Despite hospitals taking measures to reduce the number of patients who are infected with “superbugs,” hospital-acquired infections that are difficult to treat, the numbers continue to be significant. According to the Centers for Disease Control and Prevention (CDC), hospital-acquired infections are the cause of approximately 100,000 deaths every year.
As a result, hospitals seek new methods for preventing the spread of infection in their facilities. But there is not yet enough evidence to support or oppose the success of these attempts.
Examples of products hospitals use to fight infections include:
- antimicrobial curtains, wall paint and linens;
- robotic machines (that release hydrogen peroxide vapors or emit ultraviolet light); and
- germ-resistant IV poles, call buttons and bedrails.
It’s hard to say for sure whether these and other measures, if used in conjunction with a thorough cleansing, will help reduce the number of patients infected. Yet the fact remains that many of these cases are preventable.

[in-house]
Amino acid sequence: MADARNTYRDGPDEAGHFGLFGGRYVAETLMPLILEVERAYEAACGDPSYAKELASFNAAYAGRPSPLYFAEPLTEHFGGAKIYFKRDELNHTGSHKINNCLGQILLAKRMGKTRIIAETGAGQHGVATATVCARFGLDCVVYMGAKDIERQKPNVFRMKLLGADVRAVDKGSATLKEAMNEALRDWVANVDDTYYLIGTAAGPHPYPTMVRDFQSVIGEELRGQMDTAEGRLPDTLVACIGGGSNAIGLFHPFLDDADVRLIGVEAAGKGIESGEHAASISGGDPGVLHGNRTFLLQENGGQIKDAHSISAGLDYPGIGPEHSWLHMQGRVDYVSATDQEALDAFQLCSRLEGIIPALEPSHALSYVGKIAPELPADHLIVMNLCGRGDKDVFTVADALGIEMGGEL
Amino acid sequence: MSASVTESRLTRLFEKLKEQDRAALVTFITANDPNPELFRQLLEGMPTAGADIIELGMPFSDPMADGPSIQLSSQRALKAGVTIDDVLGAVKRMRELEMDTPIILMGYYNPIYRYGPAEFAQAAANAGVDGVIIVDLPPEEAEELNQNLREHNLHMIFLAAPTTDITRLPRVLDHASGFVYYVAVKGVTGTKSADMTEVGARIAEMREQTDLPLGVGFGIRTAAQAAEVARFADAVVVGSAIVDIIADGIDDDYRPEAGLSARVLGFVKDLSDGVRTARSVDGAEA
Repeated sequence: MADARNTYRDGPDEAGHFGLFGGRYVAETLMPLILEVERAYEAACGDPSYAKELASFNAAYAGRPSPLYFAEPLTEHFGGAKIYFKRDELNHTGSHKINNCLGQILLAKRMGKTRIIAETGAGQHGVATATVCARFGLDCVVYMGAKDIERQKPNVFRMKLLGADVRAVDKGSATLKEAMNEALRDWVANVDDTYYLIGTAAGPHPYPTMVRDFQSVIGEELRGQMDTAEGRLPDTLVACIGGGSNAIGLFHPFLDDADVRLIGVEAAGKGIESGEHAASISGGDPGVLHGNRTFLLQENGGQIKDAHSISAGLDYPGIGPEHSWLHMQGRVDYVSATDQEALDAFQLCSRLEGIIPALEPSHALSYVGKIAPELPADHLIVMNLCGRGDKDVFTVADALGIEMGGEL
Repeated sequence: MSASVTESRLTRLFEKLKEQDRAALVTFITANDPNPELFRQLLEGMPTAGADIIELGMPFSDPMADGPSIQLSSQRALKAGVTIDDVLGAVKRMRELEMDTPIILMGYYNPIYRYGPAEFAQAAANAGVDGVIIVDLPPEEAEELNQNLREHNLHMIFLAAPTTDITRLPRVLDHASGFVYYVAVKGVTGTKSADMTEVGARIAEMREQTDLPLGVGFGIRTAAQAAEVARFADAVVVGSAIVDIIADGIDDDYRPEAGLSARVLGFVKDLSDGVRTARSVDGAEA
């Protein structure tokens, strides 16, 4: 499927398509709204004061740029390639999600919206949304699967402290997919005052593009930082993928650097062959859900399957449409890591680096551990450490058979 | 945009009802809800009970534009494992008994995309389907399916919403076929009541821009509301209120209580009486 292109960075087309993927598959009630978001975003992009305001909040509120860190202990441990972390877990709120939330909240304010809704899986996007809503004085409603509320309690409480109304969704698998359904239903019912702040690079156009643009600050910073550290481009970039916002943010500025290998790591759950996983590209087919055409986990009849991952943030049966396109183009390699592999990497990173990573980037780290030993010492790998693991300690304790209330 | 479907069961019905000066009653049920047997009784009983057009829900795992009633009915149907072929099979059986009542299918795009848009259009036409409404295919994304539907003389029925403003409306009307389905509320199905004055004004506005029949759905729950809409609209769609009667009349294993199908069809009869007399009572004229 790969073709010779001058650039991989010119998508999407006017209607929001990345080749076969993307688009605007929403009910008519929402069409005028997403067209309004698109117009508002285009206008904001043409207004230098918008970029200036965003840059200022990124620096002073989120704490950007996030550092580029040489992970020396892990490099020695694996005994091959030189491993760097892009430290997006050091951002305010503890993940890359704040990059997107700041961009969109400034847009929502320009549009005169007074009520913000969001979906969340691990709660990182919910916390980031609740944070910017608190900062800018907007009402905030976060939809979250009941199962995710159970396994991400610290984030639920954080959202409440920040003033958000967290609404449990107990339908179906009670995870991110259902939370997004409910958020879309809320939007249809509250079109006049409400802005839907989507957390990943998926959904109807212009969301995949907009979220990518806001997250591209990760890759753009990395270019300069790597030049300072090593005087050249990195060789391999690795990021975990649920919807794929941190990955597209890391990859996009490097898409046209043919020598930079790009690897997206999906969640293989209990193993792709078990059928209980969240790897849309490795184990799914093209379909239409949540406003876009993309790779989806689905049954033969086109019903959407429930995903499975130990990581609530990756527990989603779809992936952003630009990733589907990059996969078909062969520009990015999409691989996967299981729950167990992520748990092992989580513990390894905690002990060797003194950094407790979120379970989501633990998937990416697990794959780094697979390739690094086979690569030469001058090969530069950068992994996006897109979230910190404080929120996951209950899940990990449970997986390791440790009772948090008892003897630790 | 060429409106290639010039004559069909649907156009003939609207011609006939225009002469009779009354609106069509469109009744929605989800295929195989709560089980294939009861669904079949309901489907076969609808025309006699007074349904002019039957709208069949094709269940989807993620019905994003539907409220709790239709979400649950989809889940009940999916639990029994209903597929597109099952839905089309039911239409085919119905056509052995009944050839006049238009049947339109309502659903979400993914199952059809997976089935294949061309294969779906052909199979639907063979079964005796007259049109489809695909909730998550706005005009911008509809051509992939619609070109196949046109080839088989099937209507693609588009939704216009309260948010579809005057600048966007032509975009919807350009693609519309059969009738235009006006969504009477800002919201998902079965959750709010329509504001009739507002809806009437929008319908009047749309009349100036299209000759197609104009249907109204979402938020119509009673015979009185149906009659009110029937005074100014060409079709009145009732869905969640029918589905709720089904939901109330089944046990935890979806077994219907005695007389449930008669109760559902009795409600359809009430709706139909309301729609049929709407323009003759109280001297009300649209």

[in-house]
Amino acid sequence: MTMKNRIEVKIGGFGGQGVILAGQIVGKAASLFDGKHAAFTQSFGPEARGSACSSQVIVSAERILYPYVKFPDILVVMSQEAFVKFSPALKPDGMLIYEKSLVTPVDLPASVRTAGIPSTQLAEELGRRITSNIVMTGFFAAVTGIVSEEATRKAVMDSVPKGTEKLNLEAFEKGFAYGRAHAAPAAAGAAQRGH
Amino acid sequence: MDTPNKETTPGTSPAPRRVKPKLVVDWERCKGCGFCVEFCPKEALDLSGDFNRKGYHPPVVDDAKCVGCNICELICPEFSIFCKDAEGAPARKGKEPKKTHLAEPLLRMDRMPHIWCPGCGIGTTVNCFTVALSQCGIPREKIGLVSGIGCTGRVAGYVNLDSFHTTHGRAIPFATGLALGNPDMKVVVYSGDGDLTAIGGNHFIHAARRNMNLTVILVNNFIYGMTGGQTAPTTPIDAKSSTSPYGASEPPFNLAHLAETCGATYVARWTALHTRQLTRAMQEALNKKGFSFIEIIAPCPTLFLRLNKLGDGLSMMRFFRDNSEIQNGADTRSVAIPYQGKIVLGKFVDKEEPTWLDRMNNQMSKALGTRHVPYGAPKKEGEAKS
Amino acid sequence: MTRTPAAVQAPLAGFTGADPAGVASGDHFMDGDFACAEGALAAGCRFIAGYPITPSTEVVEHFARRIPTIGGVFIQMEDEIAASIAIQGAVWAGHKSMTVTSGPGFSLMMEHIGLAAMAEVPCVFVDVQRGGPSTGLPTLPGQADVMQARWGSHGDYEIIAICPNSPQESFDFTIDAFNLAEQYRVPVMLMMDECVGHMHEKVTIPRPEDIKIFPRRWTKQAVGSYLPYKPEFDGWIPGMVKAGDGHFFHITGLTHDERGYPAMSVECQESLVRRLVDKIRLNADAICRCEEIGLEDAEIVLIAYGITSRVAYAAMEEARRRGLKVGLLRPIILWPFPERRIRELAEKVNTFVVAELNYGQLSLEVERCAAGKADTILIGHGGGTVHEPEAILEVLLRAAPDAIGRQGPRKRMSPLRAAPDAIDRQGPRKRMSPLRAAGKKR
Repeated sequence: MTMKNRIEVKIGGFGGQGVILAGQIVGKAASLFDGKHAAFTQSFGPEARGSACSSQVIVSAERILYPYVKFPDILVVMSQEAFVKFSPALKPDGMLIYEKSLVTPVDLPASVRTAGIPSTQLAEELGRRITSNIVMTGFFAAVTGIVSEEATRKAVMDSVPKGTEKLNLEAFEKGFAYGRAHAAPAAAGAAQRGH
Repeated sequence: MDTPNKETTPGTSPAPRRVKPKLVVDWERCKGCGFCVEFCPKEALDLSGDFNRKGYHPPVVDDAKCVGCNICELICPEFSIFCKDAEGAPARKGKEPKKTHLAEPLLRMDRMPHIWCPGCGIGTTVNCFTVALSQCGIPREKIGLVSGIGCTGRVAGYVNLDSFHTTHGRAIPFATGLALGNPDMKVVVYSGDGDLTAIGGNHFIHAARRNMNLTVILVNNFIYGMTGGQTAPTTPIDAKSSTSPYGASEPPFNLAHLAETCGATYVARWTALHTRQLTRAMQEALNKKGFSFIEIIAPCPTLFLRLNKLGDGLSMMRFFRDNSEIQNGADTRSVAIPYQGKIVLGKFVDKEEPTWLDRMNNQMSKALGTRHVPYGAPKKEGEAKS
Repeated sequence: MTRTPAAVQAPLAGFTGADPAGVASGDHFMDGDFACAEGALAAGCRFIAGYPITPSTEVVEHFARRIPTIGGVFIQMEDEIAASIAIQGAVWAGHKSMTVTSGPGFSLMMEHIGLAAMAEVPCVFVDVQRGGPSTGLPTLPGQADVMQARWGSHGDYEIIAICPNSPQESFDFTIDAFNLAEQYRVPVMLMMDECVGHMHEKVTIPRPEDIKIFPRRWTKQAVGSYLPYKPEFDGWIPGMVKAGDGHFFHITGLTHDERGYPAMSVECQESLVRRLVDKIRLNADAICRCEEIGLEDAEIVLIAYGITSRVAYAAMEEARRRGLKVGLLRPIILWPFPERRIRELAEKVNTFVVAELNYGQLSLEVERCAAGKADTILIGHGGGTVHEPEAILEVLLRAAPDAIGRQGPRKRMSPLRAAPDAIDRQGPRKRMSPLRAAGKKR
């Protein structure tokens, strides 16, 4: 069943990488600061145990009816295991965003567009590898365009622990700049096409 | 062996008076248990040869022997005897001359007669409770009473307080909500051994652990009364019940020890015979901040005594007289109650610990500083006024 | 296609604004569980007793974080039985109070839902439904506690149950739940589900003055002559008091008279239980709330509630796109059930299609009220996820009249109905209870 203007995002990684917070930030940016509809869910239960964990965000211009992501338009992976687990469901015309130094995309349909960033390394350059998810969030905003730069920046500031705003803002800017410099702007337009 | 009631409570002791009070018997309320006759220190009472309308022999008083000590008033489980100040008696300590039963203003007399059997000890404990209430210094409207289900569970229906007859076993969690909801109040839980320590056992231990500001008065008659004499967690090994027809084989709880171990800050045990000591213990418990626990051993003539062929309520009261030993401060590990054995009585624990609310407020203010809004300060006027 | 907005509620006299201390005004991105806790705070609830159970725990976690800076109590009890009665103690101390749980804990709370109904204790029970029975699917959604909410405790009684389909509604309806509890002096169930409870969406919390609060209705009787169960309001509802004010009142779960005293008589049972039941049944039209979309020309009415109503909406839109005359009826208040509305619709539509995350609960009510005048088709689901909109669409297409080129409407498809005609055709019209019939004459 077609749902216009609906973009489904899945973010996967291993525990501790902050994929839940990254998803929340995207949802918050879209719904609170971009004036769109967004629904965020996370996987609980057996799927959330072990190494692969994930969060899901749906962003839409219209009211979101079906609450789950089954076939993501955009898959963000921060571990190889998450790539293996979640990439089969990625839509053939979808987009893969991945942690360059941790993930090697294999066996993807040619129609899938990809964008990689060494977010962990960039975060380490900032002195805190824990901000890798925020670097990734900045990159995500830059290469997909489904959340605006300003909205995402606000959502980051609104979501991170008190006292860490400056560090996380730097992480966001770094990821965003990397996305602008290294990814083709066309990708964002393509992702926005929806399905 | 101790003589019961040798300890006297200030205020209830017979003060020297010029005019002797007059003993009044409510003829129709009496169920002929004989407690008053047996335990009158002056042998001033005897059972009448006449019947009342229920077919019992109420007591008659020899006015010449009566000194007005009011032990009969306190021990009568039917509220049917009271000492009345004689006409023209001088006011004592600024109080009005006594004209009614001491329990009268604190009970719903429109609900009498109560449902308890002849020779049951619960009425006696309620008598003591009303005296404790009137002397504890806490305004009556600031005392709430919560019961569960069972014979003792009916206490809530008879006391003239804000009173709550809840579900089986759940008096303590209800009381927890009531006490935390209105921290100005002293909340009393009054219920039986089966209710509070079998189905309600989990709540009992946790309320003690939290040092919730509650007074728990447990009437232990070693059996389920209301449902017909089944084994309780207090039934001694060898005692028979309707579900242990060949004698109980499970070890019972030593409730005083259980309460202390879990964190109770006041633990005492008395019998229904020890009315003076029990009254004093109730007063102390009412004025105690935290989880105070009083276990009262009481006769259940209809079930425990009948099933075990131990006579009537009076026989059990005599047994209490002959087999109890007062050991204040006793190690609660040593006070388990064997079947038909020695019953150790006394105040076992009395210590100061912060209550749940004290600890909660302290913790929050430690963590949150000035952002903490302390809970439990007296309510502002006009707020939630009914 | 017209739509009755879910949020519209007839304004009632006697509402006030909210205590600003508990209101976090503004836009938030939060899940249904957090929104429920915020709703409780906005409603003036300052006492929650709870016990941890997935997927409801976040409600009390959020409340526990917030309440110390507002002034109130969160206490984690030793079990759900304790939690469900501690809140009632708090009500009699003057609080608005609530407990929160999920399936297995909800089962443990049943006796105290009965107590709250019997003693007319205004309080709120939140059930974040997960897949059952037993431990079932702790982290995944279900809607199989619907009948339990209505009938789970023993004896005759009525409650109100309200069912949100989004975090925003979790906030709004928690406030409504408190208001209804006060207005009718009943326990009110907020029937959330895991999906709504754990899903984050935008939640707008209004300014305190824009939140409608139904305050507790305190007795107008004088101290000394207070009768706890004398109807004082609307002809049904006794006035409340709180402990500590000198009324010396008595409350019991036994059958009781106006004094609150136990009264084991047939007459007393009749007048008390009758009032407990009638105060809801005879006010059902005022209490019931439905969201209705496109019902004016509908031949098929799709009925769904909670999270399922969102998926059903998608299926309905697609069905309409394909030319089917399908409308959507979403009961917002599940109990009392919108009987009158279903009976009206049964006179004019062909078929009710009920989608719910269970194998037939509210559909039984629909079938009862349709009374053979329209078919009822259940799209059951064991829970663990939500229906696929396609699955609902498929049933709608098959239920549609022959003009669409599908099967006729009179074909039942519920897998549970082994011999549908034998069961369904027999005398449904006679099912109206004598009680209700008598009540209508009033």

Common Types of Hospital Infections
Some hospital-acquired infections are more common than others. For instance, Clostridium difficile (C. diff), an intestinal bacteria, can cause severe diarrhea. It results in about 14,000 deaths in the United States each year.
Another common type is a urinary tract infection (UTI) caused by bacteria that may be found in a catheter. Approximately 75 percent of patients who develop a UTI in the hospital do so as a result of the tube, according to the CDC.
Pneumonia that develops when a patient is on a ventilator is another common type of infection. The bacteria may collect in the ventilator tube, which may spread to the patient via the ventilator.
Spread of infections can be caused by a lack of good hygiene (improper hand washing, not wearing gloves), ineffective sanitizers and improperly cleansed equipment/rooms (television remote controls, bedrails). If it’s believed that hospital liability was the cause of a serious illness or infection, contact an attorney at Gacovino, Lake & Associates.